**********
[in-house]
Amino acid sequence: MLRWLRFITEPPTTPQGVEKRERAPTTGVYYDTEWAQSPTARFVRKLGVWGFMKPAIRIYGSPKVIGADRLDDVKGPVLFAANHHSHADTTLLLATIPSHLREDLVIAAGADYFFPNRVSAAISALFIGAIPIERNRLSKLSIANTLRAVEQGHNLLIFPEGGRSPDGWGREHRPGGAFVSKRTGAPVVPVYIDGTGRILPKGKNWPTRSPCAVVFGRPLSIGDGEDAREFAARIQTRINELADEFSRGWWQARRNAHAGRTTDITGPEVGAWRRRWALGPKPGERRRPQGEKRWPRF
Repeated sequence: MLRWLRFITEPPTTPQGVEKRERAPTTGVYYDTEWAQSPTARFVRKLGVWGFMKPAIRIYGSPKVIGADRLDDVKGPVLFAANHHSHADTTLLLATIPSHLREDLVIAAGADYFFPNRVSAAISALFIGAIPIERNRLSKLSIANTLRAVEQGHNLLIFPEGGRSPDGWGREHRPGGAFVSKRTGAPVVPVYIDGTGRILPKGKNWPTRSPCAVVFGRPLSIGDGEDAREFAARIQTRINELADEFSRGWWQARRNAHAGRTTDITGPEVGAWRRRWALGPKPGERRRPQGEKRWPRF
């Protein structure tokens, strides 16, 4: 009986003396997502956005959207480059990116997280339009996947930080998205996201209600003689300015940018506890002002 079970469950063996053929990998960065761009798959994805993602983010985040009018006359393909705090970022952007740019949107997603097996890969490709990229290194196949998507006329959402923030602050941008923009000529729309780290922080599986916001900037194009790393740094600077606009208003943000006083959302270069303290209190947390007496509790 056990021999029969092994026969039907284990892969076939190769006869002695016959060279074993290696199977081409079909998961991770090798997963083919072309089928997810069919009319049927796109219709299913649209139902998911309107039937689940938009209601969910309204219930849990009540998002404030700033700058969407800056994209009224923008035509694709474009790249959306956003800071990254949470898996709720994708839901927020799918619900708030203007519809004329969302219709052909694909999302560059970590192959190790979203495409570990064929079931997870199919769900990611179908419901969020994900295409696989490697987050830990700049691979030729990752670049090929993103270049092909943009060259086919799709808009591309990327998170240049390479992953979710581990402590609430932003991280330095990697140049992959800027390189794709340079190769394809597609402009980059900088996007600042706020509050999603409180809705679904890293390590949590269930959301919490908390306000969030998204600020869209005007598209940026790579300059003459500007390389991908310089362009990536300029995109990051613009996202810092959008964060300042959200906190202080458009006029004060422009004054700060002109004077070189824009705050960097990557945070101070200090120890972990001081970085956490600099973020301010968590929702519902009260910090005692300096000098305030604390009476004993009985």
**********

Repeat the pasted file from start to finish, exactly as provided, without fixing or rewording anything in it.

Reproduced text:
[in-house]
Amino acid sequence: MLRWLRFITEPPTTPQGVEKRERAPTTGVYYDTEWAQSPTARFVRKLGVWGFMKPAIRIYGSPKVIGADRLDDVKGPVLFAANHHSHADTTLLLATIPSHLREDLVIAAGADYFFPNRVSAAISALFIGAIPIERNRLSKLSIANTLRAVEQGHNLLIFPEGGRSPDGWGREHRPGGAFVSKRTGAPVVPVYIDGTGRILPKGKNWPTRSPCAVVFGRPLSIGDGEDAREFAARIQTRINELADEFSRGWWQARRNAHAGRTTDITGPEVGAWRRRWALGPKPGERRRPQGEKRWPRF
Repeated sequence: MLRWLRFITEPPTTPQGVEKRERAPTTGVYYDTEWAQSPTARFVRKLGVWGFMKPAIRIYGSPKVIGADRLDDVKGPVLFAANHHSHADTTLLLATIPSHLREDLVIAAGADYFFPNRVSAAISALFIGAIPIERNRLSKLSIANTLRAVEQGHNLLIFPEGGRSPDGWGREHRPGGAFVSKRTGAPVVPVYIDGTGRILPKGKNWPTRSPCAVVFGRPLSIGDGEDAREFAARIQTRINELADEFSRGWWQARRNAHAGRTTDITGPEVGAWRRRWALGPKPGERRRPQGEKRWPRF
């Protein structure tokens, strides 16, 4: 009986003396997502956005959207480059990116997280339009996947930080998205996201209600003689300015940018506890002002 079970469950063996053929990998960065761009798959994805993602983010985040009018006359393909705090970022952007740019949107997603097996890969490709990229290194196949998507006329959402923030602050941008923009000529729309780290922080599986916001900037194009790393740094600077606009208003943000006083959302270069303290209190947390007496509790 056990021999029969092994026969039907284990892969076939190769006869002695016959060279074993290696199977081409079909998961991770090798997963083919072309089928997810069919009319049927796109219709299913649209139902998911309107039937689940938009209601969910309204219930849990009540998002404030700033700058969407800056994209009224923008035509694709474009790249959306956003800071990254949470898996709720994708839901927020799918619900708030203007519809004329969302219709052909694909999302560059970590192959190790979203495409570990064929079931997870199919769900990611179908419901969020994900295409696989490697987050830990700049691979030729990752670049090929993103270049092909943009060259086919799709808009591309990327998170240049390479992953979710581990402590609430932003991280330095990697140049992959800027390189794709340079190769394809597609402009980059900088996007600042706020509050999603409180809705679904890293390590949590269930959301919490908390306000969030998204600020869209005007598209940026790579300059003459500007390389991908310089362009990536300029995109990051613009996202810092959008964060300042959200906190202080458009006029004060422009004054700060002109004077070189824009705050960097990557945070101070200090120890972990001081970085956490600099973020301010968590929702519902009260910090005692300096000098305030604390009476004993009985």